Adrian Vanson had arrived in Scotland by 1584, and succeeded his fellow Netherlander Arnold Brockorst as painter to the King. Bronckorst had been the king's painter since the monarch's minority, and had painted the famous portrait of the child-king James VI holding a small hawk. The selection of this earlier Dutchman as King''s painter is highly significant, therefore: he could not have been chosen by the King himself, but rather by his regents, and it is symptomatic of the extraordinary change of direction in the Scottish state and religion after the flight and abdication of Mary Stuart in 1567. Previously Scotland's ties had always been with Catholic France, and it was to French art that Scottish painting in the sixteenth century looked for inspiration. Just as the country's religion was reformed after Mary, so its art also took on a decidedly protestant character, and it was natural that James's court should employ painters from militantly Protestant Holland.

It is suggested that Vanson may have entered Scottish court circles in the retinue of George 5th Lord Seton1, who travelled extensively in protestant Europe and is known to have employed a continental painter who supplied images for James's coinage in 1575 and 1582. The similarity of these likenesses to Vanson's portraits of James VI and John Knox (now known only from their engravings in that writer's Icones of 1580), which were sent to the Calvinist reformer Theodore Beza in Geneva, makes it possible that Vanson and Lord Seton's painter are one and the same person. Certainly Vanson painted Lord Seton in a portrait now in the collection of the Scottish National Gallery. The two portraits sent to Geneva, for which the painter received payment in June 1581, are his earliest certain works in Scotland. Their subject matter and use is entirely compatible with the aggressive programme of cultural reformation that was taking place at the Scottish court at his time. Subsequently Vanson's name appears regularly in the royal accounts, and in 1594 he was presented with a medal by the King, which refers to him as ''Our painter.''2 Like other court painters at this period his duties extended beyond the execution of scale-of-life portraits. He also painted miniatures and was responsible for the visual effect of temporary spectacle. In 1590 he produced the trumpeters' banners used at the coronation of Queen Anne of Denmark.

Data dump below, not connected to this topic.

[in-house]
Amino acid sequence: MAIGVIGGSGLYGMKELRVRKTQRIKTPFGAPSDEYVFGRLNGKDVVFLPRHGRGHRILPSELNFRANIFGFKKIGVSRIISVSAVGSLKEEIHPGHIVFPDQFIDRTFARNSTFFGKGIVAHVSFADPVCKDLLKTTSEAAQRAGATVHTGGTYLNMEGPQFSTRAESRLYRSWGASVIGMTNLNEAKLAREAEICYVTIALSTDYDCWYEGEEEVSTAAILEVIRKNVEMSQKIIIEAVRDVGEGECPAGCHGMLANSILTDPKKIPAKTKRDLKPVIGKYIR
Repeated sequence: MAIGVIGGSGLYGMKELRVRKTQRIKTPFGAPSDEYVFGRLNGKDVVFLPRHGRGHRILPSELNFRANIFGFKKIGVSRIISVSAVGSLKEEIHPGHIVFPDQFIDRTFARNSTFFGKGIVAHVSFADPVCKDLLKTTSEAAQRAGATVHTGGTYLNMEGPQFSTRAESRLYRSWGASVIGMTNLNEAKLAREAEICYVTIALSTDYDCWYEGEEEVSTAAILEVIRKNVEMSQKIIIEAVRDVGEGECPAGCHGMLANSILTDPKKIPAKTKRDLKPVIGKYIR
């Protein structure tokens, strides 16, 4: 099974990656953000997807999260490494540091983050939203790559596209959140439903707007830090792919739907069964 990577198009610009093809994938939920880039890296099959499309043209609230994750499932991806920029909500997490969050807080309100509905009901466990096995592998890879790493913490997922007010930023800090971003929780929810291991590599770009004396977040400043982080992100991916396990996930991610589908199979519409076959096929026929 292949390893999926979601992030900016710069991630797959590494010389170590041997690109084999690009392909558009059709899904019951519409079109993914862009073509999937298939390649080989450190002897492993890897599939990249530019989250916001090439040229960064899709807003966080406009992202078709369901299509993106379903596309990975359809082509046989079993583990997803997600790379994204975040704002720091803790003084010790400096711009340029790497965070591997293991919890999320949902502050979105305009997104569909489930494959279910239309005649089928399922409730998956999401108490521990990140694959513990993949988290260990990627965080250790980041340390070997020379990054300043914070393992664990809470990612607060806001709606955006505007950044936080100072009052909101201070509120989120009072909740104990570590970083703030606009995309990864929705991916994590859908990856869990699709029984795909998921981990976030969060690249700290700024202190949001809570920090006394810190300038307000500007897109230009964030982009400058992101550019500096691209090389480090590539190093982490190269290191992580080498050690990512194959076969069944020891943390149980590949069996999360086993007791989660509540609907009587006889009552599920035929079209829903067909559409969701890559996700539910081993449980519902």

Although he was made a free burgess of the city of Edinburgh with the intention of founding an academy to train painters the development of a Scottish school was hampered by the removal of the court to London in 1603. Vanson is last mentioned in records as attending a Christening in 1602. His son Adam (fl.1622 - 1628) - who took his mother's name of de Colone - was also a court painter, producing a number of portraits of King James VI and I.

1. Duncan Thomson Adrian Vanson in The Grove Dictionary of Art Online, ed. L. Macy
2. Tabitha Barber in Karen Hearn Dynasties Tate Gallery Exhibition catalogue 1995. p.172